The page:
Mea Culpa or "The law is easy"*

*Conditions Apply

Will Beasley provided a different perspective on the #Professionalism debate in his piece on The Rise and Fall of US Naval #Professionalism. What I found most interesting was his discussion of ‘The Golden Age of Professionalization’ and Wilensky’s five-steps involved in an occupational group attaining the status of ‘profession.’ Beasley’s article was intended to provide a response and another perspective on my previous post ‘The Military #Profession — Lawyers, Ethics and the Profession of Arms’.

I noticed that exception was taken to my comment: ‘The law is easy — ethics is hard.’ I thought I’d clarify my comment to remove any misunderstanding. My comment was meant to be read in its entirety and to convey the point that, at times, the answer to the legal problem is easier when compared to the ethical quandries that accompany it. As Winston Churchill once remarked, and I paraphrase, foreign policy choices (which include decisions about how international law is applied) are often between the dreadful and the truly awful. This is the context I had in mind when I made my comment.

…at times, the answer to the legal problem is easier when compared to the ethical quandries that accompany it.

‘The law is easy-ethics is hard’ refers specifically to the application of the laws relating to the use of force (jus ad bellum), the laws of war (jus in bellum); and national policy in operational contexts. In many respects, the application of the laws of war are guided by national policy, and as a result the ‘answer’ to a particular legal question is given to us by the national command authority or coalition headquarters through rules of engagement or other operational orders that impact on how an operation is to be conducted. The difficulty is where the law or the policy is clear but its application may create a complex ethical dilemma. This is why the law is *relatively* easy and ethics is comparatively harder.

One example that comes to mind is the situation during the Bosnian conflict, involving the Dutch Battalion — Dutchbat — who were ostensibly guarding the enclave of Srebrenica, a United Nations ‘Safe Area’. The Dutchbat was commanded by Lieutenant-Colonel Thom Karremans, who decided to act in accordance within the UN Protection Force (UNPROFOR) mandate and orders from UNHQ. The Dutchbat was in an invidious position of having to morally protect the enclave while lacking the military capability to do so. The chain of events leading to the fall of Srebrenica and ethical dilemmas are discussed in more detail elsewhere [1]. In summary, Karremans made the decision to act in accordance with his legal obligation (comply with superior orders and policy) but resulting in the ethical dilemma of being unable to protect those in the enclave from being rounded up and, as the world later learned, falling victim to genocide. In this case, the law was easy — a clear legal answer was available, but was unhelpful in resolving the complex ethical dilemma that unfolded before Dutchbat and Karremans [3].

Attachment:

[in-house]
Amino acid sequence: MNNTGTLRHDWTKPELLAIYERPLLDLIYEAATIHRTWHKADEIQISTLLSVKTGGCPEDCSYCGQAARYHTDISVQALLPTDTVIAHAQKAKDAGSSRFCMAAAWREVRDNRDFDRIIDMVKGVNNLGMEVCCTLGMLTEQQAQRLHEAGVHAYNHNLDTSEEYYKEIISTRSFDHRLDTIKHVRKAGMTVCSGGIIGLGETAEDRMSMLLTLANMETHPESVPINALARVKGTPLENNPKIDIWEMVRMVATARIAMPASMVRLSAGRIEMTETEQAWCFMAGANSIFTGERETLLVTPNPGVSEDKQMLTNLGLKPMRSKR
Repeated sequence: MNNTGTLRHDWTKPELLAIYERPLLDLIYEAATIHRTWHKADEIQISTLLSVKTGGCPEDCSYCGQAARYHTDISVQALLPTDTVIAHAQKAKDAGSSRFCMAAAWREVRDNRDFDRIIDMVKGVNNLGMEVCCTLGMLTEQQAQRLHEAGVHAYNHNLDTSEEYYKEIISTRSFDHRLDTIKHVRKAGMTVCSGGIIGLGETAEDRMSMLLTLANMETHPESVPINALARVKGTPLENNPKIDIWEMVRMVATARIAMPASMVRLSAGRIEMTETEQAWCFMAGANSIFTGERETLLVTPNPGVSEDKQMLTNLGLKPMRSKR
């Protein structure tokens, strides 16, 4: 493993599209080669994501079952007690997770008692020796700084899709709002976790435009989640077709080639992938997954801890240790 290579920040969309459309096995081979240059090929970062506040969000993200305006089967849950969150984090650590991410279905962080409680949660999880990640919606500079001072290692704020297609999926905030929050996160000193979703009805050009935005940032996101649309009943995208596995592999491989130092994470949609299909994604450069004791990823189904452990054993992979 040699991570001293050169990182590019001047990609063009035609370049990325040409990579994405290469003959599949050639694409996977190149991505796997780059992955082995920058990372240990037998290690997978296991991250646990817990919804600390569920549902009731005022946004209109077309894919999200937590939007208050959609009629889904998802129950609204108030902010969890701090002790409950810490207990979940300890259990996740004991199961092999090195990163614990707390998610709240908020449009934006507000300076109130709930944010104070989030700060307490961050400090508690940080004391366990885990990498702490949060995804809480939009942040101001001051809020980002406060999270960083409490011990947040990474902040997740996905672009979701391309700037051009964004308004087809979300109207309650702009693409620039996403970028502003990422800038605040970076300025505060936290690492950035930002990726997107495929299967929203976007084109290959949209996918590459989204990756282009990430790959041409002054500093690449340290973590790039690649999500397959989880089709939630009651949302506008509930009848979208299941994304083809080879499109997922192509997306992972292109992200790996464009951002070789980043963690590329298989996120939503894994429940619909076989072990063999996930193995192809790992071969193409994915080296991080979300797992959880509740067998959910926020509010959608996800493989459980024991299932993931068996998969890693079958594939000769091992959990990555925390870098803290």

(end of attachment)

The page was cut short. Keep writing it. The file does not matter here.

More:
I extend my apology for any misunderstanding. I don’t mean to offend my learned friends out there. In a domestic context, the law is definitely hard. But in the international system, which is largely one of nations regulating themselves, law is more about politics than jurisprudence [2] and can sometimes be ‘easier’ when juxtaposed against the ethical dilemmas created in the wake of their application.

The Proprietor of ‘Carl’s Cantina’ is an Australian military officer who has served in Iraq and Afghanistan. The Proprietor is an Associate Member of the Military Writers Guild and is currently writing a thesis on Australian civil-military relations. The opinions expressed are hers alone and do not reflect those of the Australian Defence Force.

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[1] See paper by LTCOL P.J. deVin, ‘Srebrenica, the impossible choices of a commander’.

[2] The law as a continuation of politics by other means is a whole topic on its own and frequently discussed over at the Lawfare blog.

[3] If you want to follow the subsequent legal action against the State of the Netherlands brought by Mothers of Srebrenica, a good starting point is here.